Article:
Bariatric surgery is meant to help people lose weight and effectively counter the medical conditions related to obesity, such as diabetes, obstructive sleep apnea, and other heart diseases.
There are several kinds of surgical procedures, but all of them are meant to help people lose weight. Few Bariatric procedures are particularly designed to treat Type 2 Diabetes Mellitus.
Surgery is actually a part of the entire treatment plan. Post the weight loss surgery, one has to stick to some strict nutrition guidelines, exercise, and mental health care.
Bariatric surgery calls for a long-term effort to attain a healthy lifestyle. A number of people are looking up to this procedure to achieve weight loss.
But, what exactly does it take to be eligible for Bariatric Surgery? Consider the following criteria that we have curated for you.
1. Body Mass Index
BMI is a formula that uses the weight and height of a person to calculate how much body fat he or she should possess. An adult with a BMI of 40kg/m2 or higher is considered to be cut off for Bariatric surgery.
Are adolescents eligible for weight loss procedures? The answer is yes. However, they need to meet the following criterion:
- BMI of 40 or higher along with any one medical condition resulting from obesity
- BMI of 35 or higher along with a severe medical issue related to obesity
2. Health Concerns And Diseases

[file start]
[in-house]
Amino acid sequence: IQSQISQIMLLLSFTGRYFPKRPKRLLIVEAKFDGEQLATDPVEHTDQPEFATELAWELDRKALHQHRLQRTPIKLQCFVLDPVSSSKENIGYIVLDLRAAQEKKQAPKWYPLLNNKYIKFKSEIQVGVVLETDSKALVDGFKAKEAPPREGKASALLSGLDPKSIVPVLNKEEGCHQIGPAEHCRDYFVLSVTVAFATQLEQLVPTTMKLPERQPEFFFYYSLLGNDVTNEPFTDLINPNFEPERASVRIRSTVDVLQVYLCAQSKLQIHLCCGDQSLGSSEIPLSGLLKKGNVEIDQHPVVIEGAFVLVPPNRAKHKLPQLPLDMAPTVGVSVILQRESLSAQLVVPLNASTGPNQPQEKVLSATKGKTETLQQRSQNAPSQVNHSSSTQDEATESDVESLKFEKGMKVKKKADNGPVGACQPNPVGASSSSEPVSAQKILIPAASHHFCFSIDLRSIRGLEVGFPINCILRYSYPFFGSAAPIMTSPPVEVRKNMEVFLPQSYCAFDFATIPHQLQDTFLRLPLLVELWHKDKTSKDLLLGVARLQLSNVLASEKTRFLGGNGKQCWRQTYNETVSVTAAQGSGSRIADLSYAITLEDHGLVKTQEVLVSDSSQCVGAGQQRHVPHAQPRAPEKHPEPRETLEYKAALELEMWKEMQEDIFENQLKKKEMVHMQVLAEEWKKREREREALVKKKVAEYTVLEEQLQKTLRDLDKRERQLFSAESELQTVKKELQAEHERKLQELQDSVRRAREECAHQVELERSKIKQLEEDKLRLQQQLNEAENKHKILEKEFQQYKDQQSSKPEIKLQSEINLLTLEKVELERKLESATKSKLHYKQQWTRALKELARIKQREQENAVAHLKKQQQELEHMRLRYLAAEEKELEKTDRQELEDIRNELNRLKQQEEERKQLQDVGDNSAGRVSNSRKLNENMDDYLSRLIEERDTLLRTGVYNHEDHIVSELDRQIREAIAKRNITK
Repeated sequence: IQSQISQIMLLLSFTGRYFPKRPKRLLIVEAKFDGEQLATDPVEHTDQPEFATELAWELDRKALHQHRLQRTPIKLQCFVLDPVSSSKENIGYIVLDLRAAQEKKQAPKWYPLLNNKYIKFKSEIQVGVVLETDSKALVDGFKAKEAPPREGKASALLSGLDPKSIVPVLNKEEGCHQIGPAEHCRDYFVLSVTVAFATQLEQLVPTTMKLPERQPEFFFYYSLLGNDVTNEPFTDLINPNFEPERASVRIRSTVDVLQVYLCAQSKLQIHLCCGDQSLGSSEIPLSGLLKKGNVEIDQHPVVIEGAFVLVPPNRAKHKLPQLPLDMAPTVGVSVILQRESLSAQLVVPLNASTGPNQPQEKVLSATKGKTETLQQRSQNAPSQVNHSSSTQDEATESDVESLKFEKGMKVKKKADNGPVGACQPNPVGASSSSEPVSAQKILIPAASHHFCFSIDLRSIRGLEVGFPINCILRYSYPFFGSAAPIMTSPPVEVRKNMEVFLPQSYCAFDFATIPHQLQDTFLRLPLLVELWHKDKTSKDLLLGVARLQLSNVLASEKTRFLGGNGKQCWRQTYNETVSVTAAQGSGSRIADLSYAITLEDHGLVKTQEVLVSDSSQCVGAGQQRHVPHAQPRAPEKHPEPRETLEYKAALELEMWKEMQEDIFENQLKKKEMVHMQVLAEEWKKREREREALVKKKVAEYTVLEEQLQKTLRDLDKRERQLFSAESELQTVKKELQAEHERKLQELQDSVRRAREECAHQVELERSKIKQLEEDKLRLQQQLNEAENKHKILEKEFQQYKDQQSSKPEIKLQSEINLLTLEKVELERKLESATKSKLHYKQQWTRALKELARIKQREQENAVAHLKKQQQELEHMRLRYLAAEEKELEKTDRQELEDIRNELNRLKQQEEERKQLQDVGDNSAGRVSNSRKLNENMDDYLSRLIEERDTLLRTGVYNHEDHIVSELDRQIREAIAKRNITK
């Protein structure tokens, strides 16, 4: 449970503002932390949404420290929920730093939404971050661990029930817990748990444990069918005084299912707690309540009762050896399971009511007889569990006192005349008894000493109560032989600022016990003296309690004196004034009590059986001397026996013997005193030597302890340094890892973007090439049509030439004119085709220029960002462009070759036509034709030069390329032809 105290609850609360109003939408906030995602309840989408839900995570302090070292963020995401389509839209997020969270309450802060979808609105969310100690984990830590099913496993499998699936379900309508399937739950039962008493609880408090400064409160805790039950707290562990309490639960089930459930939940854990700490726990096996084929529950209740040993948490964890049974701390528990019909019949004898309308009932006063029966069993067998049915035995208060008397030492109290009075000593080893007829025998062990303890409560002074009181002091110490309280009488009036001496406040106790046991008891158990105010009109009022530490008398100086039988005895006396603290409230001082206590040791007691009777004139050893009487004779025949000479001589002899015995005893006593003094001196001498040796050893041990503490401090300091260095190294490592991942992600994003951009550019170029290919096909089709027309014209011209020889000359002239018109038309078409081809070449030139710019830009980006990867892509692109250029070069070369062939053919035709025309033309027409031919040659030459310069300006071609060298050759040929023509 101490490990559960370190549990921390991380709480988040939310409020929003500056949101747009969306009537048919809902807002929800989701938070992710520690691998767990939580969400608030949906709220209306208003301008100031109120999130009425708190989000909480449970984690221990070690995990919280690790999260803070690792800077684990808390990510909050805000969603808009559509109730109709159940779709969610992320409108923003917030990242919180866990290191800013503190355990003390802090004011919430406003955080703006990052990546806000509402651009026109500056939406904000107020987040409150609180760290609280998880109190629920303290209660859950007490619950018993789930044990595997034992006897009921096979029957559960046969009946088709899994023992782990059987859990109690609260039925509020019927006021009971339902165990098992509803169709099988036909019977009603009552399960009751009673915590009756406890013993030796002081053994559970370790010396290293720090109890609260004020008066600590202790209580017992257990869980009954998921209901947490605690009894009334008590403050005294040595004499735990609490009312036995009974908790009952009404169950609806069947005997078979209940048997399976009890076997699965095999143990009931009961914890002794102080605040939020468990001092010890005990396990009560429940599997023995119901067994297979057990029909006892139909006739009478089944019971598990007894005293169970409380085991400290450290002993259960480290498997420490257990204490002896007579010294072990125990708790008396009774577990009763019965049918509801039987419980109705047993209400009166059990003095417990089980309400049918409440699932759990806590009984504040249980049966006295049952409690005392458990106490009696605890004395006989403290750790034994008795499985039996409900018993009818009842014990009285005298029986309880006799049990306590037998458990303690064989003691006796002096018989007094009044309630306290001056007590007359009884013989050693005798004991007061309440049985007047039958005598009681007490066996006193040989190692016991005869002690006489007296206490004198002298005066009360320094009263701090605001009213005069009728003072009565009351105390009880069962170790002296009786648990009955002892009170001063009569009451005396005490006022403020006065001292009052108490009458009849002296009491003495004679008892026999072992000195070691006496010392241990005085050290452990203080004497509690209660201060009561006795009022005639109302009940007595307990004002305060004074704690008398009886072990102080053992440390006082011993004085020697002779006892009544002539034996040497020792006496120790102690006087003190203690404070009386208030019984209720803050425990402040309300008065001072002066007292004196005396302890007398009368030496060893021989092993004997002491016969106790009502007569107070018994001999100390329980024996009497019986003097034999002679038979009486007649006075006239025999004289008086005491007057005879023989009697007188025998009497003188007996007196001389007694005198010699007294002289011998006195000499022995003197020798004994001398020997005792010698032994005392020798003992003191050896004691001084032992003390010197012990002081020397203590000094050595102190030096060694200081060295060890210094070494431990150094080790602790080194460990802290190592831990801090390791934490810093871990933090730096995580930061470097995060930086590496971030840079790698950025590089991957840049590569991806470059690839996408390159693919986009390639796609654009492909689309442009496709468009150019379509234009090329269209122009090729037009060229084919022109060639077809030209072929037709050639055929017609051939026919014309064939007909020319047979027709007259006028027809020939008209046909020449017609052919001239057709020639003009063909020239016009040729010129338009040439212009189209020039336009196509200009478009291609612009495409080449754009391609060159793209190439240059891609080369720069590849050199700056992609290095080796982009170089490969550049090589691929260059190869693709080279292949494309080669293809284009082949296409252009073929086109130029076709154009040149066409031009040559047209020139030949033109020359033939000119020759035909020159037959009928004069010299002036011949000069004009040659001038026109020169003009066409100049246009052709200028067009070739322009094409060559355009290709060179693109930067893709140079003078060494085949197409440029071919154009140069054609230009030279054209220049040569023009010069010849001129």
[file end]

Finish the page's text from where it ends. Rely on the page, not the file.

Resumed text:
Before deciding whether you should have a Bariatric surgery or not, health care professionals will perform a medical exam to diagnose any unknown health conditions that are obesity-related.
For example, there will be thorough testing for conditions like:
- Sleep apnea
- Cardiovascular disease
- Kidney disease
- Liver disease
Upon testing, if the following health conditions are diagnosed, you will not be eligible for weight loss surgery:
- Blood-clotting disorders
- Severe heart disease that forbids the use of anesthesia
- Other health conditions that may increase the risk of general anesthesia
3. Other Factors
Other important factors to know whether you are eligible for Bariatric surgery or not.
Weight Loss History
Previous weight-loss plans and weight-loss attempts will also be considered. This will help to avoid unnecessary complications during and after surgery.
Eating disorders like binge eating and nighttime eating also lead to obesity. You will be scrutinized based on such disorders, too, as they may be related to other mood disorders and mental health conditions.
Alcohol and Drug Use
Since untreated alcohol habits and substance abuse can cause severe complications after surgery, the presence of such habits may make you non-eligible for the surgery.
The need for Bariatric surgery differs from person to person. Whether or not to have weight loss surgery is entirely dependent on the criterion for Bariatric surgery and the analysis done by doctors.
We recommend consulting a specialist to help you decide if Bariatric surgery is for you or not.